BY Shawna Tan
The key to making my family work is to keep my sister far, far away from my mom. For sixteen years, this was relatively easy to do, but as the days of quarantine progressed, home started to feel less like a home, and more like a pressure cooker. The thing about pressure cookers is that the longer you keep something in, the more it wants to escape.
And eventually, the pot’s going to explode.
The thing is, I had expected an explosion. The same way I know my sister likes her eggs runny. How she can’t fall asleep unless the temperature’s at twenty-three. How she hates Coke but loves Coke flavored lollipops. I know all these things. And I know her breaking points too.
There was a timer in my head just for her. The type of timer you don’t really check. The type of timer you leave on the counter so you don’t burn the house down with the pressure cooker. I had left this timer ticking for so long that I forgot about it. I forgot about it until it went off.
When it did, the ringing shook the floor, the ceilings, the paintings on the wall. My ears leaked rivulets of blood, dripping onto the carpet, staining it scarlet. The critters in the wall cowered. The neighbours ceased talking. The birds stopped flying. I had been here before.
I didn’t realize she was in front of me until I heard the sobs, a painful throb in my brain. I had been here before.
“God, I am so goddamn sick of living here,” Her eyes were wild and frantic, and somehow she was looking at me, but not really.
I looked at her. “Why are you always fighting mom?”
She ignored me. “God,” she paused, like she was trying to catch her breath. Like she was trying to ration up all the words that had been building up for months. Up and up and up. It was a never ending well of hate and sadness and the things she had kept locked inside for so long, waiting to spill out of her throat; she didn’t even choke on them.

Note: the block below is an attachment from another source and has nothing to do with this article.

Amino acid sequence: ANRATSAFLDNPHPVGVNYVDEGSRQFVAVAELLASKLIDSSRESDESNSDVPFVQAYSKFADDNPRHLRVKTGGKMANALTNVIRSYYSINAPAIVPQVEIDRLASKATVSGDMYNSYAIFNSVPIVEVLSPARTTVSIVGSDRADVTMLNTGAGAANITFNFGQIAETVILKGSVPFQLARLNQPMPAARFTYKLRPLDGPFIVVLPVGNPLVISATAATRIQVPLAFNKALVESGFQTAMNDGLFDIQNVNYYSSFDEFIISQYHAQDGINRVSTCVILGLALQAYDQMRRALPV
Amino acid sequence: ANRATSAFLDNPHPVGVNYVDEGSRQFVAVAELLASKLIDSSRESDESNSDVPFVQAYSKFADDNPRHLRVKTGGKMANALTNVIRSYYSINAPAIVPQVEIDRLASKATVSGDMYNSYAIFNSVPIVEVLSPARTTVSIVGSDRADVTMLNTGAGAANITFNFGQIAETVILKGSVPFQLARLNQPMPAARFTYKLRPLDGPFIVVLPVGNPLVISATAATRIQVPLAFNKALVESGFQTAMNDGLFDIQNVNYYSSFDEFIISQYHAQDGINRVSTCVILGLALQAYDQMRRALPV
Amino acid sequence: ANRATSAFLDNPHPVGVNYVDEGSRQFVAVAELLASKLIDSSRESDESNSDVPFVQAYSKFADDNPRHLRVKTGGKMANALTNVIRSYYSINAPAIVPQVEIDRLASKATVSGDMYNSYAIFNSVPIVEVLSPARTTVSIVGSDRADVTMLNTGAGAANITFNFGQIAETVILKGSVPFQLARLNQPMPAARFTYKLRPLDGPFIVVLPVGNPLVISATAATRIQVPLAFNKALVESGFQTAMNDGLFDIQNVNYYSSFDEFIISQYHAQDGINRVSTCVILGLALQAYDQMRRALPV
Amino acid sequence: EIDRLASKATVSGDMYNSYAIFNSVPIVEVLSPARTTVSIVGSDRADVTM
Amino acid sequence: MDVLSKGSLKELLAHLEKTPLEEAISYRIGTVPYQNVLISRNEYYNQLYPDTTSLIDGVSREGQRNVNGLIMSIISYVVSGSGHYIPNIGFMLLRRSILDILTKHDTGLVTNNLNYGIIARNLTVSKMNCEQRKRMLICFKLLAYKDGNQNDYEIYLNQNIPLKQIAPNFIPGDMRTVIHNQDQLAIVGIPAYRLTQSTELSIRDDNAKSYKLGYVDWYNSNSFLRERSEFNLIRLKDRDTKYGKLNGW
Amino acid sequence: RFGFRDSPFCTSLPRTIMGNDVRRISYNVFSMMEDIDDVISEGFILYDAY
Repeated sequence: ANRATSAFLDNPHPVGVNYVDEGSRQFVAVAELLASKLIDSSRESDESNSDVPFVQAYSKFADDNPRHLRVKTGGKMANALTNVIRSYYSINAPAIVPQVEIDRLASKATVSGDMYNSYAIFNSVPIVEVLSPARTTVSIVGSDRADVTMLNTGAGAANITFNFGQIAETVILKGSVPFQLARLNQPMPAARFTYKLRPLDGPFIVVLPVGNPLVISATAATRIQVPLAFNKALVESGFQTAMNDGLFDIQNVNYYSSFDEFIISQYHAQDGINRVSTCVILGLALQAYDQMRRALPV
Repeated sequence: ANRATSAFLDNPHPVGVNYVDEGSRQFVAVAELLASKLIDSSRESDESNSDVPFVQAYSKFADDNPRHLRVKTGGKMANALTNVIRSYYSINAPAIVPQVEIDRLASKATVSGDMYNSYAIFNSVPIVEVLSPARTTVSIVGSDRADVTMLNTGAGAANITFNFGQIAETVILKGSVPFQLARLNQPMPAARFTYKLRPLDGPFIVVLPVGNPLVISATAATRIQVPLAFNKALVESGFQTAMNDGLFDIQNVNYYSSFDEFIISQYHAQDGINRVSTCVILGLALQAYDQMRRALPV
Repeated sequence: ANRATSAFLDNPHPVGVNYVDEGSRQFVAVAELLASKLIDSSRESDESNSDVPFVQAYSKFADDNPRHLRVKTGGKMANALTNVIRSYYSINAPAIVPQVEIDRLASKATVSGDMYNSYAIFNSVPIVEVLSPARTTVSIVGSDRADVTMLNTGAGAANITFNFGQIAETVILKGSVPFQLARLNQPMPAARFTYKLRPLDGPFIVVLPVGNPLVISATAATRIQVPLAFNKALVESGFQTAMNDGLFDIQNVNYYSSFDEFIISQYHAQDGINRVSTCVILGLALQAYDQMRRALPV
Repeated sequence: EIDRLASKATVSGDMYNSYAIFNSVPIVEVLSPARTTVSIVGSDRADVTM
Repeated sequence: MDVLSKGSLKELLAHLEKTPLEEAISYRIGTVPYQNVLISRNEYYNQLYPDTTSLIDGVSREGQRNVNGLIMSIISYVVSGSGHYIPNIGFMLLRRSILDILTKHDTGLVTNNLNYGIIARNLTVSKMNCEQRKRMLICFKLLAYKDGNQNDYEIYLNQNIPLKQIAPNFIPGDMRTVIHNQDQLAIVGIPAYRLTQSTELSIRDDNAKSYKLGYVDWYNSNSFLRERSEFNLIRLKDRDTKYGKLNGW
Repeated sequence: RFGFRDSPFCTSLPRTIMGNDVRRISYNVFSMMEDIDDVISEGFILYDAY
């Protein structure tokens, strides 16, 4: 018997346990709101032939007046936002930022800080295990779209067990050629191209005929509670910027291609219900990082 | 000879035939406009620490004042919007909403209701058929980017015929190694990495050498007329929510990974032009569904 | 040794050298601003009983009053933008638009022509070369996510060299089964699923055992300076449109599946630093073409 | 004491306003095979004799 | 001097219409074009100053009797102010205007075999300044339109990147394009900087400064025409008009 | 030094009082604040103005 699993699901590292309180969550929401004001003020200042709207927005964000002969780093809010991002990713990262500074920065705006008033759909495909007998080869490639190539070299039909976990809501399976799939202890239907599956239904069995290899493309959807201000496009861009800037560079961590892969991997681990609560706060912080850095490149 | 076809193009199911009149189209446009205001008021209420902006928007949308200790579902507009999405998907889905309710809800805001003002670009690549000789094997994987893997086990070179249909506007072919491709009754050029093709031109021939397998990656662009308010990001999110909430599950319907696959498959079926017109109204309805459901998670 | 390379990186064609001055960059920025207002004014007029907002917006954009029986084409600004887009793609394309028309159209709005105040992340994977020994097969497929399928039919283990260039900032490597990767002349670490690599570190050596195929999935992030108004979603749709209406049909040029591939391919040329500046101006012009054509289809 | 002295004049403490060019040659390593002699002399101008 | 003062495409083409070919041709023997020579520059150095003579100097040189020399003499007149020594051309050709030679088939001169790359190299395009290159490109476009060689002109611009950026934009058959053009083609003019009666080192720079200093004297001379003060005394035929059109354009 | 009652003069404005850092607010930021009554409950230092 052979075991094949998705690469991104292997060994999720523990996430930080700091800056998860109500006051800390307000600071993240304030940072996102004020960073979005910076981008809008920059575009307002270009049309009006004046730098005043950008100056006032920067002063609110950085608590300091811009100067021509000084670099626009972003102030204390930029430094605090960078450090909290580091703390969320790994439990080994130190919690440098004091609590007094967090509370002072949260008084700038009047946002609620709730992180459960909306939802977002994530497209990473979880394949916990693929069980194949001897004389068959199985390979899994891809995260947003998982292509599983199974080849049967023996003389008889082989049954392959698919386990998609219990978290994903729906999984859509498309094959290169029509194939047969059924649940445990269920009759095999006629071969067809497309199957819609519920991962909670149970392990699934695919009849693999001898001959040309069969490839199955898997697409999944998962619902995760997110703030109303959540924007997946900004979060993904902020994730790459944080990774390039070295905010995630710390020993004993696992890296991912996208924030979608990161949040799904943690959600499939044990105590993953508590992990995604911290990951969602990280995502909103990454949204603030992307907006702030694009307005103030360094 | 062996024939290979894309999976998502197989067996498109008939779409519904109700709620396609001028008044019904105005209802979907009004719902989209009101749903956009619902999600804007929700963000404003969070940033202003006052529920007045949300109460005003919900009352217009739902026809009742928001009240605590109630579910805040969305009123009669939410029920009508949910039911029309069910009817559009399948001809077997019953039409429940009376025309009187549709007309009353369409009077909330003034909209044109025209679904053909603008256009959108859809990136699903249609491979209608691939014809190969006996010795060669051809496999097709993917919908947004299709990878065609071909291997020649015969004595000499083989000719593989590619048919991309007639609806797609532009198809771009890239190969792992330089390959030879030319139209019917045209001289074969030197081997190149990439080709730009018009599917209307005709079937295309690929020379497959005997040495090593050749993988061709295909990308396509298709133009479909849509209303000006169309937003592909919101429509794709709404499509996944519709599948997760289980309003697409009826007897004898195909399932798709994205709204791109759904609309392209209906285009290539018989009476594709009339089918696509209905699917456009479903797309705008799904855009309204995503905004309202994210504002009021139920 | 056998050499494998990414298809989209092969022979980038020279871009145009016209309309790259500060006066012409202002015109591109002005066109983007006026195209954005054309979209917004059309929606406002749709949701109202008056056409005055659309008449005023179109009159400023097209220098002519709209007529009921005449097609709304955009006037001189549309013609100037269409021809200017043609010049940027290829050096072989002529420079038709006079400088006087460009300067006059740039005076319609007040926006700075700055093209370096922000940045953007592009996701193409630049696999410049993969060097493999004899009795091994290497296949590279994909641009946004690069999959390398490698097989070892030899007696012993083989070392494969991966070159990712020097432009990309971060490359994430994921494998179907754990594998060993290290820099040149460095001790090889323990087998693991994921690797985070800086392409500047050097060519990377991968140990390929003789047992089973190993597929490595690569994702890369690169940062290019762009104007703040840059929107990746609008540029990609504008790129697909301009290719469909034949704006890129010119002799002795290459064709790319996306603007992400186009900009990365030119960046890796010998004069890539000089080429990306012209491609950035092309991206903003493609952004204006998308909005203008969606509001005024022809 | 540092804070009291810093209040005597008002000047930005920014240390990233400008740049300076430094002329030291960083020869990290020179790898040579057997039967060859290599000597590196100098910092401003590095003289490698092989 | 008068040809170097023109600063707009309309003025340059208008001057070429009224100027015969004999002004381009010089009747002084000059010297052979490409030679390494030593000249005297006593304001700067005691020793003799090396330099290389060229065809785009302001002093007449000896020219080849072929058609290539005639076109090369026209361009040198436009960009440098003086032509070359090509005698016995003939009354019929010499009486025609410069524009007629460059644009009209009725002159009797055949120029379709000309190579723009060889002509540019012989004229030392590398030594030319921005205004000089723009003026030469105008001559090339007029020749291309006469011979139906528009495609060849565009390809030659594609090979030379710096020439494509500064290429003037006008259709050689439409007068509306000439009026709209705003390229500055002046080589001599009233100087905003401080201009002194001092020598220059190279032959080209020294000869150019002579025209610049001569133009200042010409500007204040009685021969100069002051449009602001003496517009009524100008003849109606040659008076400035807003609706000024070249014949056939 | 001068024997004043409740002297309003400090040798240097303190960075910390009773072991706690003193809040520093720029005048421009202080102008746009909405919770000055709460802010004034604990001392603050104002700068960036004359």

“This place is a cage and she won’t stop suffocating me,” her words were ugly and monstrous but fitting, coming from her. I had heard these words for so long, they had ceased to mean anything.
My eyes flicked towards the door and came back to rest on her. I had been here before. “We’re all stuck here,” I looked back at her. “Stop acting like it’s jail,”
“God, you wouldn’t know,” she smiled mirthlessly, her eyes glowing with something I couldn’t place. “You wouldn’t even understand the pressure,” she raged, simultaneously, slamming down her phone. Hard enough that I flinched. Hard enough that I clenched my fists. She continued on, every word a jackhammer in my skull. “Mom lets you do whatever the hell you want. She hates me but loves you,”
Ugly words. Words that scratched. Words that drew a line.
“That’s not true,” I whispered weakly.
“Look at me,”
I lifted my eyes to hers and realized why they were glowing; she was crying, the unshed tears building beneath her dark eyes, a silvery, shimmery lining. My fists clenched and unclenched, nails digging half moon crescents onto my palms. I had been here before.
“I wish I could fly away,”
I watched her.
“I’d never come back,” her voice cracked. “I can’t even breathe here,” she whispered.
And I realized she didn’t even see me. She wasn’t even talking to me.
“Don’t you understand?”
I nodded and held out my arms. I’d always be here.
Outside, the birds had resumed their flying, I watched them, their wings catching the fading evening light. Free.